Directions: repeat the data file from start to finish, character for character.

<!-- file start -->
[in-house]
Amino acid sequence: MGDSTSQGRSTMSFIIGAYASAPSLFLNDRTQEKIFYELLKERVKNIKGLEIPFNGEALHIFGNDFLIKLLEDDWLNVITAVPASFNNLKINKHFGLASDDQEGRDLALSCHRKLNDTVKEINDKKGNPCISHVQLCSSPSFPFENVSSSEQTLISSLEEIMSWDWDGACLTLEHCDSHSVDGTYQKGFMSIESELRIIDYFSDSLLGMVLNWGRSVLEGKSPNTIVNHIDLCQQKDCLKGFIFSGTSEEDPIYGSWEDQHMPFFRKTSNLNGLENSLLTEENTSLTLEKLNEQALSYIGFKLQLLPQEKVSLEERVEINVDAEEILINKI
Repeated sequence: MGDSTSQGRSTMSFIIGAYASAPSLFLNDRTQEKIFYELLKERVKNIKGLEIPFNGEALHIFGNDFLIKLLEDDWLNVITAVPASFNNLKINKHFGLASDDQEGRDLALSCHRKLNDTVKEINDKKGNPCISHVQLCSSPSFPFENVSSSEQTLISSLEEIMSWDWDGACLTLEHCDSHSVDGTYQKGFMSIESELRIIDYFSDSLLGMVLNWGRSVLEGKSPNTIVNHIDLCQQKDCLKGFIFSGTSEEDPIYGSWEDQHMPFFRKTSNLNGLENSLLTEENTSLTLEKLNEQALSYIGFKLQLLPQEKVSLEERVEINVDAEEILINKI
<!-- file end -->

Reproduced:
[in-house]
Amino acid sequence: MGDSTSQGRSTMSFIIGAYASAPSLFLNDRTQEKIFYELLKERVKNIKGLEIPFNGEALHIFGNDFLIKLLEDDWLNVITAVPASFNNLKINKHFGLASDDQEGRDLALSCHRKLNDTVKEINDKKGNPCISHVQLCSSPSFPFENVSSSEQTLISSLEEIMSWDWDGACLTLEHCDSHSVDGTYQKGFMSIESELRIIDYFSDSLLGMVLNWGRSVLEGKSPNTIVNHIDLCQQKDCLKGFIFSGTSEEDPIYGSWEDQHMPFFRKTSNLNGLENSLLTEENTSLTLEKLNEQALSYIGFKLQLLPQEKVSLEERVEINVDAEEILINKI
Repeated sequence: MGDSTSQGRSTMSFIIGAYASAPSLFLNDRTQEKIFYELLKERVKNIKGLEIPFNGEALHIFGNDFLIKLLEDDWLNVITAVPASFNNLKINKHFGLASDDQEGRDLALSCHRKLNDTVKEINDKKGNPCISHVQLCSSPSFPFENVSSSEQTLISSLEEIMSWDWDGACLTLEHCDSHSVDGTYQKGFMSIESELRIIDYFSDSLLGMVLNWGRSVLEGKSPNTIVNHIDLCQQKDCLKGFIFSGTSEEDPIYGSWEDQHMPFFRKTSNLNGLENSLLTEENTSLTLEKLNEQALSYIGFKLQLLPQEKVSLEERVEINVDAEEILINKI